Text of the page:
By Ed Burke, Dennis K. Burke, Inc.
These are challenging times for American farmers. Low commodity prices, plummeting RIN values, and the prospect of trade wars are taking a toll on the agriculture economy. In June, EPA Administrator Scott Pruitt spent time with farm groups and ethanol producers, reassuring them that the agency is working on allowing year-round E15 sales. He also discussed the controversial granting of small refinery waivers to the Renewable Fuel Standard (RFS).
Year-Round E15 Waivers
Earlier in June, the White House postponed a previously discussed deal that would have included year-round sales of gasoline blended with 15% ethanol. E15 use is currently restricted from June 1 to September 15, when federal law requires use of gasoline with a low Reid Vapor Pressure (RVP) to reduce emissions. Ethanol has a higher RVP than any US gasoline grade, making E15 unusable during the hotter months of the year.
Currently, gasoline blended with 10% ethanol receives a RVP waiver of 1 psi, allowing it to be sold year-round. The ethanol industry was hoping to see a similar waiver for E15.
Farm groups asked the Administrator to provide a timeline on when EPA would approve year-round sales of E15. “We stand ready to proceed,” Pruitt said. “I can’t give you a timeframe but we’re doing the work. I was encouraged to bring the parties together to help us find an answer. There is a way forward here, I feel confident the statute provides for it. We’re in a pause period, but there is a desire to do it.”
Pruitt said he’d like to see year-round E15 on a fast track for approval, but comments and rulemaking take time, so it’s not likely to happen this year.
RFS Small Refinery Waivers
Ethanol producers and farmers are upset about the number of RFS small refinery waivers granted by EPA. The agency issued more than 40 waivers in the past two years. As much as 1.6 billion gallons of ethanol blending was lost, according to one industry estimate.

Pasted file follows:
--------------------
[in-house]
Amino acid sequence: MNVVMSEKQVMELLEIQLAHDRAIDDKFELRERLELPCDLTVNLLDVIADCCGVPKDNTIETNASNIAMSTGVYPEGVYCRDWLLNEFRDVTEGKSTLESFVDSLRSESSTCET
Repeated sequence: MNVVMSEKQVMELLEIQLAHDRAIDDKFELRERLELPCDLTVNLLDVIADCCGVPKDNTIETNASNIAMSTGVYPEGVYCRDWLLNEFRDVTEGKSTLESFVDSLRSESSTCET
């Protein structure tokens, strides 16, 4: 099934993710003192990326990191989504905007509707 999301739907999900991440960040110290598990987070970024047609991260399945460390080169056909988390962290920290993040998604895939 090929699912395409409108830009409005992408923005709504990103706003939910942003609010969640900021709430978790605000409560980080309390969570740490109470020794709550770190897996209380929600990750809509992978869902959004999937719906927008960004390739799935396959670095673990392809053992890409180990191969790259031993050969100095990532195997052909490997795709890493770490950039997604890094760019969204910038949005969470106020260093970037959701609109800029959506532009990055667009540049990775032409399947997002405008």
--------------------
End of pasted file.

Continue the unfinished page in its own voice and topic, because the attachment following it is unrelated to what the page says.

Pruitt pointed out that the EPA has no choice but to grant small refinery waivers to the RFS. The statute allows for waivers to go to refiners who produce 75,000 barrels of oil or less per day. Waivers are determined facility-by-facility and evaluated jointly with the Department of Energy.
Ethanol groups argued the EPA pushed the statute too far, so they are filing lawsuits against the agency over the waiver process.
Pruitt pointed out that the agency previously only granted waivers to small refiners facing bankruptcy. A recent court ruling requires the agency to also consider economic hardship. The Administrator wanted to make it clear that the waivers are not being done to affect the renewable volume obligations (RVOs).
Pruitt said, “The ultimate solution would be to provide RIN stability.” He said the number of applications for waivers that come in is actually market-driven, noting that as RIN prices increase, the number of waiver applications also increases. Consequently, the increase in waivers granted by EPA triggered RIN prices to drop to their lowest levels since 2013. Current-year ethanol RINs have fallen nearly 70% since the start of the year. Hoping to recoup some of their losses, ethanol producers suggested that the EPA could go back and reassign the gallons lost to waivers to other refiners. Pruitt told them that, according to EPA attorneys, it couldn’t be done legally.
Pruitt said there’s a timing issue with the waiver applications. Currently, the volume obligations are set in November and waiver applications are due the following March. EPA needs to find a way to realign the waiver application deadline so they get processed before the RFS volumes are set. Then they can reallocate gallons lost to waivers.
How Viable is E15?
That’s the question most retailers face. At the moment, it looks like EPA will grant RVP waivers for year-round sales of E15 sometime before next summer.
As we’ve been hearing for years with E85, most retailers say it’s limited tank availability that’s the issue with E15.
For a good number of retail stations, adding E15 would come at the cost of removing either diesel or a premium-grade gasoline.
Does it make economic sense to sell E15? The reality is that you need healthy RIN values to make higher ethanol blends viable. The higher RIN values allow blenders and retailers to price E15 a little lower than E10 gasoline. Without the discount, consumers probably won’t be interested in the new fuel.
“The issue is, when will E15 penetrate the marketplace?” Pruitt said. “It may take three years.”
The proposed 2019 RFS volumes were released in late June. Pruitt noted that all of the biofuels volumes were to be increased, except for corn-based ethanol.